Reviews for Tsubasa, No.1 : Reservoir Chronicle


Library Journal Reviews 2004 September #1
The four-woman manga team CLAMP have many U.S. fans, for whom this series will hold special interest: it's a mega-crossover featuring new versions of characters from many different CLAMP series. Princess of a land called Clow, teenage Sakura (several years older than her counterpart in Cardcaptor Sakura), loves her childhood friend Syaoran, who is leading an archaeological dig into the kingdom's ruins. When Sakura visits a newly uncovered room in the ruins, a rune there unlocks a power within her, and her memories are scattered throughout the dimensions. In desperation, high priest Yukito sends Sakura and the devastated Syaoran to the Time-Space Witch, who, in a scene that also appears in xxxHOLiC, Vols. 1 and 2, extracts a terrible price from Syaoran and then sends them and two companions on a quest through different worlds for the pieces of Sakura's memories. The art here is reminiscent of Rayearth or Sakura but with a rougher edge. CLAMP's writing sometimes slides too far into foolishness or contrivance, tendencies kept in check here. With its built-in audience, this is recommended for teens and adults at all libraries. Copyright 2004 Reed Business Information.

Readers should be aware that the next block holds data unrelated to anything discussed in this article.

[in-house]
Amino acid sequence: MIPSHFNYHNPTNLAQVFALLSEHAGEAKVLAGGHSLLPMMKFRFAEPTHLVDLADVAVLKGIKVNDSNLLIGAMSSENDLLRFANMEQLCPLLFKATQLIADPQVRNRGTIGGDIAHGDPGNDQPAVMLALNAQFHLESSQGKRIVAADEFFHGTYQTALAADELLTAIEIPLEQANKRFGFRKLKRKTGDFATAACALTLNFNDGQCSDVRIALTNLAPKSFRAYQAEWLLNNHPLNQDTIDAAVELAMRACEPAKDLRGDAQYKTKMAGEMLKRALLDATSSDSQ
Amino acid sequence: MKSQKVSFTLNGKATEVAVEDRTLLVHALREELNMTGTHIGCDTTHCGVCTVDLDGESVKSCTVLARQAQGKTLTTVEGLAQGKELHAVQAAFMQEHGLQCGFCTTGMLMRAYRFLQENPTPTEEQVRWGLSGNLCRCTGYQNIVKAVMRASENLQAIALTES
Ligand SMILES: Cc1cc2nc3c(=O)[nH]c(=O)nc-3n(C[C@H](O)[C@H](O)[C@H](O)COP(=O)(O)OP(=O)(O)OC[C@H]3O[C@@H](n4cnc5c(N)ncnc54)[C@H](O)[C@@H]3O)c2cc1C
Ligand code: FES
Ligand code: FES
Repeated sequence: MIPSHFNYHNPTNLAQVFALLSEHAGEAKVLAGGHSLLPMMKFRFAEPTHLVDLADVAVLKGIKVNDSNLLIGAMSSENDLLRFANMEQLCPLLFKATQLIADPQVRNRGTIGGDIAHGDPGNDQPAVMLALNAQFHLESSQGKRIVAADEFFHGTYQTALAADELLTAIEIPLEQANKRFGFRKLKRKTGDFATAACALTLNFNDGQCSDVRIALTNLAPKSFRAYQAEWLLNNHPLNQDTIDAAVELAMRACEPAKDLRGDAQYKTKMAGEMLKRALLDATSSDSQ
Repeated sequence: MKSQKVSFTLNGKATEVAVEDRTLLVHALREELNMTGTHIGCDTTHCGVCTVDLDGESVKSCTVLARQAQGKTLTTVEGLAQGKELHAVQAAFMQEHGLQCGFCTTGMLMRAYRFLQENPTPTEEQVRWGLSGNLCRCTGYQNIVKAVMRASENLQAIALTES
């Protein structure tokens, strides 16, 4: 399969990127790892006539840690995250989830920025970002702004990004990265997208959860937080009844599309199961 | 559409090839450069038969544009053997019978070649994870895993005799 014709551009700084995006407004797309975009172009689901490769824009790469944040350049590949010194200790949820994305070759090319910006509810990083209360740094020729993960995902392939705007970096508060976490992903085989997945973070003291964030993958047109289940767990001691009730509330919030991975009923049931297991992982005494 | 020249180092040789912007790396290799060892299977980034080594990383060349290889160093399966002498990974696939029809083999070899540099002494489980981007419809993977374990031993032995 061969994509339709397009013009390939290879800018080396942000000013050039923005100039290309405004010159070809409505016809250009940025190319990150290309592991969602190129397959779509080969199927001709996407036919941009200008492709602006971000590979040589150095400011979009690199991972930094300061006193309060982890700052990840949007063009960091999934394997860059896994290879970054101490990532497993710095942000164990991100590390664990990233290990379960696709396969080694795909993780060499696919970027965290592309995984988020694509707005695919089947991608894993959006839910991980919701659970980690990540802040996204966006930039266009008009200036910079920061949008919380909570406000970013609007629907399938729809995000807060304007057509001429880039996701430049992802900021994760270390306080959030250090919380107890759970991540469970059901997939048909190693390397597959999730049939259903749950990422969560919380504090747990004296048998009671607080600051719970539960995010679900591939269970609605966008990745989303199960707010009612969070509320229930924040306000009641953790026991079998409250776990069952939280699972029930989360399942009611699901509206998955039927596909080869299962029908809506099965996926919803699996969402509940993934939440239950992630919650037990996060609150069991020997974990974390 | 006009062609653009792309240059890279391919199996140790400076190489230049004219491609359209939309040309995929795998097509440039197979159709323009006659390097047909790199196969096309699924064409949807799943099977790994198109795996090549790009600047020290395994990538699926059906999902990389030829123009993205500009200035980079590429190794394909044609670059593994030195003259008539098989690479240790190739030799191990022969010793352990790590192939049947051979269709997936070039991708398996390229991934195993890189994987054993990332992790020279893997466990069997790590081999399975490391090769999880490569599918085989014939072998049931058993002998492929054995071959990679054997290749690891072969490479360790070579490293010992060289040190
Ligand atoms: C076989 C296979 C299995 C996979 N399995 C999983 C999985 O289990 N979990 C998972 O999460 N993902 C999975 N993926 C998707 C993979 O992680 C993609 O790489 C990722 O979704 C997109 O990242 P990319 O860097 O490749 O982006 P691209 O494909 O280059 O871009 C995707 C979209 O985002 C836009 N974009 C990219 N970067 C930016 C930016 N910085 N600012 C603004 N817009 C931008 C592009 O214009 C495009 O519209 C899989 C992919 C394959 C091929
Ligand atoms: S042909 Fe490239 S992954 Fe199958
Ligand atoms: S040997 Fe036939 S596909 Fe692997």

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Publishers Weekly Reviews 2004 June #2